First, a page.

He added: “Khomeini, who claimed to belong to the Ahl al-Bayt, therefore felt responsible for restoring the ‘stolen’ political right, and establishing an Islamic state led by a representative of the Mahdi [the last Imam in Shia mythology]”.

Elsewhere, in his book The Islamic Government, Khomeini stated a firm believe that the concept of monarchy went against the principle of Islamic rule, and that there could be no hereditary monarchy in Islam. “There is no way for us,” he wrote, “but to work to destroy the corrupt and corrupting regimes.”

Exporting the Revolution: A Cornerstone of Tehran’s Foreign Policy

Tehran, Al-Hatlani told IranWire, relies on two strategies to expand and strengthen its influence in the world in general, and the Middle East specifically. “The first one is sectarian: by supporting Shiite minorities in the region and working to increase their number, with the aim of strengthening loyalty to the political system in Tehran.

“The second is ‘exporting the revolution’. This was first carried out by the ‘Liberation Movements Unit’ formed in 1979, which worked towards establishing armed Shiite organizations and parties like the Islamic Supreme Council of Iraq in 1982, the Badr Corps in 1983, and Hezbollah in Lebanon in 1984. After that, the Quds Force took over the task of funding these groups to make political gains for Tehran. Tehran’s interests in the Middle East might require support for some armed Sunni organizations, such as the Islamic Jihad Movement and Hamas in Palestine, and terrorist organizations such as Al-Qaeda.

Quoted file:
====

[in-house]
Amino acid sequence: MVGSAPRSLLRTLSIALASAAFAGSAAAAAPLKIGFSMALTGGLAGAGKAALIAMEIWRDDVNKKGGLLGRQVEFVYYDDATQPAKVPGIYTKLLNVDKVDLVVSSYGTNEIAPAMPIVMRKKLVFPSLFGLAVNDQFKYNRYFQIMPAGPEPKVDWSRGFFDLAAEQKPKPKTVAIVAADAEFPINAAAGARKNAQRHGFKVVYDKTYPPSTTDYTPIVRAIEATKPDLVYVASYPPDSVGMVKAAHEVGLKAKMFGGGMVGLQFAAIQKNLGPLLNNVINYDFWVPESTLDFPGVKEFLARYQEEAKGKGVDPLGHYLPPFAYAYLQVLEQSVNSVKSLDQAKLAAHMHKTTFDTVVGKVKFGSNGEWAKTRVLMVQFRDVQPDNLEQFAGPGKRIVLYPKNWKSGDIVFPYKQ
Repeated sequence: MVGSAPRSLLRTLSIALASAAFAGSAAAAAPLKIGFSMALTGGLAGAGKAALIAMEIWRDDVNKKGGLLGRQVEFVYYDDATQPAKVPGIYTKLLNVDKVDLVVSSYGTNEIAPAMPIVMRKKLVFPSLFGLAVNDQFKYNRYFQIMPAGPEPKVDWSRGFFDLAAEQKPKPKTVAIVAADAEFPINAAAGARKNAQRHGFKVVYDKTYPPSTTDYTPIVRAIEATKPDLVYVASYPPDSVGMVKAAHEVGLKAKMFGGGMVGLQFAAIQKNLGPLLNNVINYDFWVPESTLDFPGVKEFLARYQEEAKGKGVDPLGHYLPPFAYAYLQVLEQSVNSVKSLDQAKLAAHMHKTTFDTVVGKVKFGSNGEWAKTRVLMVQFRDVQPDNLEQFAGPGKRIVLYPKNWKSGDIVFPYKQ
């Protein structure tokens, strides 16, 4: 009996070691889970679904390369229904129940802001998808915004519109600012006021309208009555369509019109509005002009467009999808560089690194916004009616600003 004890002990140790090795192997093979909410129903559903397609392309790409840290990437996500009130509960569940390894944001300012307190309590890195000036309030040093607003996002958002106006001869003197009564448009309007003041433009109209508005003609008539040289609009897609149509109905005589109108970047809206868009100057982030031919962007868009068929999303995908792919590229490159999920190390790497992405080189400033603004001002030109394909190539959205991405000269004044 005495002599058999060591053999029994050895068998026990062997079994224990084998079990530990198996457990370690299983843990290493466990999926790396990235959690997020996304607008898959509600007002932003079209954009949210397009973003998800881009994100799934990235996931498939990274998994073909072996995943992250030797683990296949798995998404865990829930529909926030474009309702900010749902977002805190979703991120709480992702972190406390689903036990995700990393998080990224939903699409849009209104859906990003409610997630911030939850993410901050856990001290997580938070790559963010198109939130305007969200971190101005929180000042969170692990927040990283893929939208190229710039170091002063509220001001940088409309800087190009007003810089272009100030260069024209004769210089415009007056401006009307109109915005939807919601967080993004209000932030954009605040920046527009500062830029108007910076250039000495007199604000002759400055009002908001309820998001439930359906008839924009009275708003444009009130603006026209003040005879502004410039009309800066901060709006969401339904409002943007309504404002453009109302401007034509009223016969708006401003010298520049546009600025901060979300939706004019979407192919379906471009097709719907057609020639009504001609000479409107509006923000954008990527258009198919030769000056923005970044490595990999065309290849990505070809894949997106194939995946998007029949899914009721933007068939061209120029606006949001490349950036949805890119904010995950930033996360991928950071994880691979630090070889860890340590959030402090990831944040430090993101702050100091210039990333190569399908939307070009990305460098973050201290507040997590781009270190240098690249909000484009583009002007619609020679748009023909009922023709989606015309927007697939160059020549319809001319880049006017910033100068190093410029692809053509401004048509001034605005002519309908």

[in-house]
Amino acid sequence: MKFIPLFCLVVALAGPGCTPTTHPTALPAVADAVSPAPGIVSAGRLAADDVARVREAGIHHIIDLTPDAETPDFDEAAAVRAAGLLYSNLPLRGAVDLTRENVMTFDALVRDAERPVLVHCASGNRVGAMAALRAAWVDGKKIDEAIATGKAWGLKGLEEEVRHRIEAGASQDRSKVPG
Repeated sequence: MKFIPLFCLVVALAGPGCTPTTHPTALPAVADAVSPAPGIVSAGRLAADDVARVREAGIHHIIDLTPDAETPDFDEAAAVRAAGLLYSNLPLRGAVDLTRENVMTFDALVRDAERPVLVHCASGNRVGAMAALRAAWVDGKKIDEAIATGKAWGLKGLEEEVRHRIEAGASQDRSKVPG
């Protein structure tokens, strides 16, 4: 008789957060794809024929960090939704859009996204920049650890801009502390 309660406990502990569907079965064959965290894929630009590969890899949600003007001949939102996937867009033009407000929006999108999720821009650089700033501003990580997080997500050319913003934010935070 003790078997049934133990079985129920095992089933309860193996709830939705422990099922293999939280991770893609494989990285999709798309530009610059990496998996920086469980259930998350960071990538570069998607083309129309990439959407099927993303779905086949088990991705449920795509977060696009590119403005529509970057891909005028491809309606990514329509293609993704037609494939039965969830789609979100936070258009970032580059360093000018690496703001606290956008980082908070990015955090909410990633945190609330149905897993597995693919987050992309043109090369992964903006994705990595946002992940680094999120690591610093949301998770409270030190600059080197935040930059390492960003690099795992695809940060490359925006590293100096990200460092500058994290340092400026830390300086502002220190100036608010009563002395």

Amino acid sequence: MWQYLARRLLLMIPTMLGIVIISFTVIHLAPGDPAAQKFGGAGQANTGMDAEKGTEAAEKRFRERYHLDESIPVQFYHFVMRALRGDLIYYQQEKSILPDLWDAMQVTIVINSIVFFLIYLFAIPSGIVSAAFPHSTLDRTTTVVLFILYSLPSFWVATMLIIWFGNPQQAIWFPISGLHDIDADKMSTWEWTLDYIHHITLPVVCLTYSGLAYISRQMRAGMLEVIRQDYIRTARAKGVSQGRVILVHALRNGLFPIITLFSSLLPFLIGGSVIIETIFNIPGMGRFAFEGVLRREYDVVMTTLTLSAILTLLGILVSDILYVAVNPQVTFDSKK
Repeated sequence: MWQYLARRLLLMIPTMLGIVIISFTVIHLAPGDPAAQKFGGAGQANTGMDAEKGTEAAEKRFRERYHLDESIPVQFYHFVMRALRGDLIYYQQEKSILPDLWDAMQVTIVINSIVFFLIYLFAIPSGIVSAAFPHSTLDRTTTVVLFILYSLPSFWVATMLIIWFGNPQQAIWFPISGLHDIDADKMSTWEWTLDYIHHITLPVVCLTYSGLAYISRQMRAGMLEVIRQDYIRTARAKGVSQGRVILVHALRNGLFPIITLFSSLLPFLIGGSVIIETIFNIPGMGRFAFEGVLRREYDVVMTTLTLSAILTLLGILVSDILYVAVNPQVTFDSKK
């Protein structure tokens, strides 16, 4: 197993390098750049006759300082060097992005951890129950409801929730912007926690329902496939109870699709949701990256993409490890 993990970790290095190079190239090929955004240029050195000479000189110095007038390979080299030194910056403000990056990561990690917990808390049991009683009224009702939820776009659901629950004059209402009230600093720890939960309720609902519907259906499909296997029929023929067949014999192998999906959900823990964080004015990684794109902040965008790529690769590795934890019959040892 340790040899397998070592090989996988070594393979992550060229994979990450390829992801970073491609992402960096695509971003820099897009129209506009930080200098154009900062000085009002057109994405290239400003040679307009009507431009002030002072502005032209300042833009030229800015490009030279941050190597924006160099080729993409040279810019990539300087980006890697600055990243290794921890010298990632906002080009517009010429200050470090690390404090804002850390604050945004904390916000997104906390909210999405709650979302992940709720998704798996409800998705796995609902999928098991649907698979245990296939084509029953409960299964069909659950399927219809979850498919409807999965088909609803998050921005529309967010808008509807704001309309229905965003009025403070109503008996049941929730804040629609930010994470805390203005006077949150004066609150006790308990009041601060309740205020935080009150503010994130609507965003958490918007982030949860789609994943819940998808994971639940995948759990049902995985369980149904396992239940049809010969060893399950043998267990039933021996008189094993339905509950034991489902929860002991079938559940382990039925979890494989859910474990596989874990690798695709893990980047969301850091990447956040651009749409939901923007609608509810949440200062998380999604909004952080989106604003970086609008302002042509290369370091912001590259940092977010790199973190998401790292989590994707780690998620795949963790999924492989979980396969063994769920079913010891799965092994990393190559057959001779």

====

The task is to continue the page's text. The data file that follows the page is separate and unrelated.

“Subsequently, ‘exporting the revolution’ has become an essential foreign policy that governs Iran’s relations with neighboring countries. The Islamic Revolution brought about a unique sense of identity for the new regime; it felt Iran was a strong country with a model to export to exert influence and achieve political gains. This, however, has brought Iran into a state of hostility with other projects in other countries, resulting in continuous conflict in the region.

“This has led to Iran becoming a ‘pariah state’, exerting pressure on other countries and constantly threatening to wage a war against Israel or America. The revolution has therefore produced a confrontational regime instead of a traditional state with its own, balanced foreign policies”.



Hisham Muhammad is a resident of the city of Inkhil, north of Daraa, in southern Syria. He asked IranWire not to reveal his identity for the safety of his family members. “We were, perhaps, the first to suffer the terrorism of Iran-backed militias following the outbreak of the Syrian uprising,” he says.

On June 21, 2012, Syrian government forces, accompanied by members of Lebanese Hezbollah and others – believed to be from the then newly-formed Abu al-Fadl al-Abbas militia – raided a residential neighborhood in the center of Inkhil, murdering 18 residents.

"They slaughtered four members of one family with knives, for no reason, following an attack by the Free Syrian Army on a military checkpoint in our neighborhood," Hisham said. “These militias raised a black flag on the minaret of one of the city’s mosques, which bore the inscription: ‘Revenge for Al-Hussein’. It caused a state of panic in the city, and a mass exodus of the people.”